From the Chronicle • Germantown News Stories

December 3, 2009 • Germantown Chronicle.120309.pdf

In This Issue

Bears Get Decisive Win

Scammers Targeting Elderly

Planners Urge Zoning Changes for Germantown

Bears Get Decisive Win in Thanksgiving Showdown

Health Center #9 to be Charging Uninsured for Services

Obituary: Marlena Green

And Much More...

Bears Get Decisive Win in Thanksgiving Showdown


Staff Writer

With 1:43 left in the first half and no timeouts remaining the Germantown Bears were playing hungry in their Thanksgiving Day matchup against Martin Luther King High School.

Both sides of the stands were crowded and noisy as Germantown quarterback Ramadan Abdullah moved a no-huddle offense 40 yards up the field in 39 seconds. Then a penalty flag stopped the clock but not the momentum. His next play was a 40-yard pass to William Parks, who the Cougars brought down at the one-yard line.

A few plays later Abdullah managed to run the TD in without being touched, and the half ended with a 22 to 0 lead for the Bears.

But the score wasn’t all that was important at this game. After 33 years these two schools and the fans that support them have learned to be thankful for the opportunity to come together and show their pride, no matter what the scoreboard may say after the final play.

Between the dueling cheer squads and drum corps, and the ubiquitous on-field fight of the mascots (always good for laughs) fans were full of cheer.

“Even if we do lose, which it looks like we might, it will still be hype,” said King senior Diamond Hinton about her school’s support for their team.

Norma Hart agreed. As a member of the King class of 1979, which had a strong showing at the game, and the mother of player Jashon Hart she had double the reason to be there for her school.

“It’s exciting, I wouldn’t miss it,” she said. “It’s a lot of family fun.”

This year Germantown may have had a few extra reasons to celebrate, like the fourth quarter 50-yard touch down pass by Abdullah that sealed Germantown’s 36 to 0 victory and twelve months’ worth  of bragging rights. But even the most partisan of supporters had to admit this event is never really about the game.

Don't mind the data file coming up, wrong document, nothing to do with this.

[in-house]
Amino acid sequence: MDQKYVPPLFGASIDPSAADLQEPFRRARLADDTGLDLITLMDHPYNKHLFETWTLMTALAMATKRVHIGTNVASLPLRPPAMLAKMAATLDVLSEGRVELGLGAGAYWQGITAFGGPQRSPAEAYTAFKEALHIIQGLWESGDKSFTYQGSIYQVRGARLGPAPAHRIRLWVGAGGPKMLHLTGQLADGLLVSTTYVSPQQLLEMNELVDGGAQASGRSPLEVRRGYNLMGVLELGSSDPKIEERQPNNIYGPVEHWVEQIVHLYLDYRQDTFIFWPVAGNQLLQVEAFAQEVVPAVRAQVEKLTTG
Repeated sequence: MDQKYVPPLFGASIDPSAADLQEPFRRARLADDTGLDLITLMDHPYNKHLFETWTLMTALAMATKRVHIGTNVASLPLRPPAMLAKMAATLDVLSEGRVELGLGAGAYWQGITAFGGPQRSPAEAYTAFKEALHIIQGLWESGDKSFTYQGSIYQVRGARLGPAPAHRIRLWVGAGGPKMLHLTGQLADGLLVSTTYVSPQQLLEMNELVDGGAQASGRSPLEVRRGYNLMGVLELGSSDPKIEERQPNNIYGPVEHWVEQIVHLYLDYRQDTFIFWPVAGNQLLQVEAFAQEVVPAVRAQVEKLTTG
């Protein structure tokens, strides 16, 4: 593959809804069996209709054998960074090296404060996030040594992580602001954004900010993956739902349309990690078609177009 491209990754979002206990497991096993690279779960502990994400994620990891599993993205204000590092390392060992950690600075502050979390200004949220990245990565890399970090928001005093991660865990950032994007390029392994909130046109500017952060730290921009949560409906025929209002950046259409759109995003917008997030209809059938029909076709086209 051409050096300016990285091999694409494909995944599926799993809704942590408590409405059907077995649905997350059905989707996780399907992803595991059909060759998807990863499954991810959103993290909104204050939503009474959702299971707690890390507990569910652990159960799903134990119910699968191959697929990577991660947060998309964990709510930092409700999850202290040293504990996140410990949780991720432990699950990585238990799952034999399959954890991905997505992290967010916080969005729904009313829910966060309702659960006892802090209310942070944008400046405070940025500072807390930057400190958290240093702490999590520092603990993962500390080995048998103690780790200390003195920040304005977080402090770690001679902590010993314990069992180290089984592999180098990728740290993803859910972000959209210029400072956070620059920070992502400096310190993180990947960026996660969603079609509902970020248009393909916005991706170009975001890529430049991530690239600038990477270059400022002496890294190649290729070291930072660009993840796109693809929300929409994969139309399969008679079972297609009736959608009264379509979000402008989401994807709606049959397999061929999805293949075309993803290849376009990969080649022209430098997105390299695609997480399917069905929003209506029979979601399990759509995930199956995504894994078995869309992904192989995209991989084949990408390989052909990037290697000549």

“You come back to things like this when you’re 35 because you love the school,” said Germantown Principal Margaret Mullen-Bavwidinsi.

And in that sense, there is always next year.

Scammers Targeting Elderly


Staff Writer

Police are looking for two men involved with an elaborate scheme targeting senior women in Germantown that attempts to clean out their bank accounts.

“These crimes I hate, because they take old people,” said 14th Police District Captain Winton Singletary. “And sometimes it’s their last dimes they get.”

Since March at least four Germantown seniors have lost a total of more than $18,000 on the ploy, which purports to be a money-making opportunity for the victim’s church or for charity work. The specific details of the crimes vary, but some things have held fast.

At least two men are involved, and likely three. One has been described as a tall, lean, medium-complected African American man about 6’ 1” or 6’ 2” and about 45 years of age. The other is a shorter, medium-complected African American man of about 5’ 8” and about 180 pounds. Police do not have a description on the third accomplice but at least one victim believes it is a white man whom other victims may have encountered during the heist and not have realized it.

The thieves spend hours with each victim building their confidence in a story that asks them to donate to a good cause and promises more money in return for their investment. Eventually, the crooks convince the victims to drive them to their banks and empty out their accounts. Officer Sabra Johnson, Victim Assistance Officer for the 14th, warned that despite how unlikely it may sound, it is very easy to be taken in by these crooks.

Be on guard

“Most of these seniors are very savvy but they talked to this person for about two hours so they felt comfortable,” she said. “If anyone approaches any seniors offering money in exchange for money they definitely should approach a law officer to make a report.”

The crooks struck in March, May, August and November, each time taking several thousand dollars and each time a senior woman was the victim. So far no one has been physically harmed, according to police. 

Seniors have been targeted in the parking lot at Center in the Park, and near their places of employment and in at least one case, according to Johnson, the crooks “marked” the victim ahead of time, following her to a “safe” place for them to act out their scheme.

Usually the men approach the victim separately and act as if they are strangers. One assumes the role of a new African immigrant in need of help. The story the two criminals enact plays on the victims’ own cues for comfort: their church or a church, a “Christian” cause. Often the first man will call to the victim in a familiar name like “Aunt” or “Auntie” or something similar, Johnson said.

One victim’s story

But if a scheme like this seems hard to fall for, one victim, whose name the Chronicle is withholding for her safety, has a warning.

“You have to be careful because they were very slick and very cunning,” she said.

It was in the middle of the day when the tall man approached her. “Sister Enon! Sister Enon!” he called.